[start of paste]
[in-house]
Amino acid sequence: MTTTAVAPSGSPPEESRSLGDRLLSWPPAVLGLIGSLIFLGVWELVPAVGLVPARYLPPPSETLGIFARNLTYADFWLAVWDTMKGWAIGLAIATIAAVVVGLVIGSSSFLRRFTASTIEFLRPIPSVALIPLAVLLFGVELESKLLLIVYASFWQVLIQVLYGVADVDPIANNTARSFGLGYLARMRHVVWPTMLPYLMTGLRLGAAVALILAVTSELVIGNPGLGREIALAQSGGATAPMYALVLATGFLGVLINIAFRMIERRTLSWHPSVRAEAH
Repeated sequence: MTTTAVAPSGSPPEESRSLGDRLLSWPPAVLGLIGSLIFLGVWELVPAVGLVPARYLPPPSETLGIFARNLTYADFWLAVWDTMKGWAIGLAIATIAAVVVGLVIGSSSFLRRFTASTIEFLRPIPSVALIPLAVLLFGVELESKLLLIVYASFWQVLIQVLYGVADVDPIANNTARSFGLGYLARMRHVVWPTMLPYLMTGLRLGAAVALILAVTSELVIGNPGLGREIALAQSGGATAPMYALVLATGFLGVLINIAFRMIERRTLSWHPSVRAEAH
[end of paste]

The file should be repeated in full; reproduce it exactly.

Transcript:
[in-house]
Amino acid sequence: MTTTAVAPSGSPPEESRSLGDRLLSWPPAVLGLIGSLIFLGVWELVPAVGLVPARYLPPPSETLGIFARNLTYADFWLAVWDTMKGWAIGLAIATIAAVVVGLVIGSSSFLRRFTASTIEFLRPIPSVALIPLAVLLFGVELESKLLLIVYASFWQVLIQVLYGVADVDPIANNTARSFGLGYLARMRHVVWPTMLPYLMTGLRLGAAVALILAVTSELVIGNPGLGREIALAQSGGATAPMYALVLATGFLGVLINIAFRMIERRTLSWHPSVRAEAH
Repeated sequence: MTTTAVAPSGSPPEESRSLGDRLLSWPPAVLGLIGSLIFLGVWELVPAVGLVPARYLPPPSETLGIFARNLTYADFWLAVWDTMKGWAIGLAIATIAAVVVGLVIGSSSFLRRFTASTIEFLRPIPSVALIPLAVLLFGVELESKLLLIVYASFWQVLIQVLYGVADVDPIANNTARSFGLGYLARMRHVVWPTMLPYLMTGLRLGAAVALILAVTSELVIGNPGLGREIALAQSGGATAPMYALVLATGFLGVLINIAFRMIERRTLSWHPSVRAEAH